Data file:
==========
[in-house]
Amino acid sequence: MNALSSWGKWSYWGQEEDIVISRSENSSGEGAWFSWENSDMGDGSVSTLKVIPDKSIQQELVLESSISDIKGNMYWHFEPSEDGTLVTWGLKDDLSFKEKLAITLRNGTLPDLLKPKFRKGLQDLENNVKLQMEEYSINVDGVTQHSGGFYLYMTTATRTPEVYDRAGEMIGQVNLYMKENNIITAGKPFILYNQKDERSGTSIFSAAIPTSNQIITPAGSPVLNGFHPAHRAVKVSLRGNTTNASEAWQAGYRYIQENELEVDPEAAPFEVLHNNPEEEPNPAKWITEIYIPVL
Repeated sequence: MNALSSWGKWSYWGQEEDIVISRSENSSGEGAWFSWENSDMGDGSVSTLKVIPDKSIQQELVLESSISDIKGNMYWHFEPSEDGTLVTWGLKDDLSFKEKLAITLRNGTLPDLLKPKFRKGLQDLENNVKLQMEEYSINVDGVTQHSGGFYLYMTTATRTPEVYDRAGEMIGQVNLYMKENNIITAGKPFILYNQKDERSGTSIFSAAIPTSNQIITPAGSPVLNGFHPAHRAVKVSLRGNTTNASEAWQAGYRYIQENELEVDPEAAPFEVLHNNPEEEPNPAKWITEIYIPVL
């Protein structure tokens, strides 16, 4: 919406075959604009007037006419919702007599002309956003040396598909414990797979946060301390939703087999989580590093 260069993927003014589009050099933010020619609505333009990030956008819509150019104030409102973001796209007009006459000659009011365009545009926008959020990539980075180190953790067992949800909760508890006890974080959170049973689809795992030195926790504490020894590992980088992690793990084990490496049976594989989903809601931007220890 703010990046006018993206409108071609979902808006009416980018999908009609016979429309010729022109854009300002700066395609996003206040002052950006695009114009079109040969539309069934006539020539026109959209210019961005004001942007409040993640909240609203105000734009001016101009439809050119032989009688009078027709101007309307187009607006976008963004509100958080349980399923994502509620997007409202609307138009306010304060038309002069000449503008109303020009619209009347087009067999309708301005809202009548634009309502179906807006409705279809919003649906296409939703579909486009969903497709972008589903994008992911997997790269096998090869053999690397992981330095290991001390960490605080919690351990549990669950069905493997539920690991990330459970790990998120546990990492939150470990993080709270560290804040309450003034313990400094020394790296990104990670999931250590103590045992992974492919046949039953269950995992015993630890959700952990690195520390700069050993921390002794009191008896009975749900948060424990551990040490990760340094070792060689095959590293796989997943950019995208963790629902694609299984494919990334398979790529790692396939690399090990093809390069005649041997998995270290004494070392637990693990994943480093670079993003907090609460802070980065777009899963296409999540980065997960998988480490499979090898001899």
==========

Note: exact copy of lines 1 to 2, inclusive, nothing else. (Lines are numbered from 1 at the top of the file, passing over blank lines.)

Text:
[in-house]
Amino acid sequence: MNALSSWGKWSYWGQEEDIVISRSENSSGEGAWFSWENSDMGDGSVSTLKVIPDKSIQQELVLESSISDIKGNMYWHFEPSEDGTLVTWGLKDDLSFKEKLAITLRNGTLPDLLKPKFRKGLQDLENNVKLQMEEYSINVDGVTQHSGGFYLYMTTATRTPEVYDRAGEMIGQVNLYMKENNIITAGKPFILYNQKDERSGTSIFSAAIPTSNQIITPAGSPVLNGFHPAHRAVKVSLRGNTTNASEAWQAGYRYIQENELEVDPEAAPFEVLHNNPEEEPNPAKWITEIYIPVL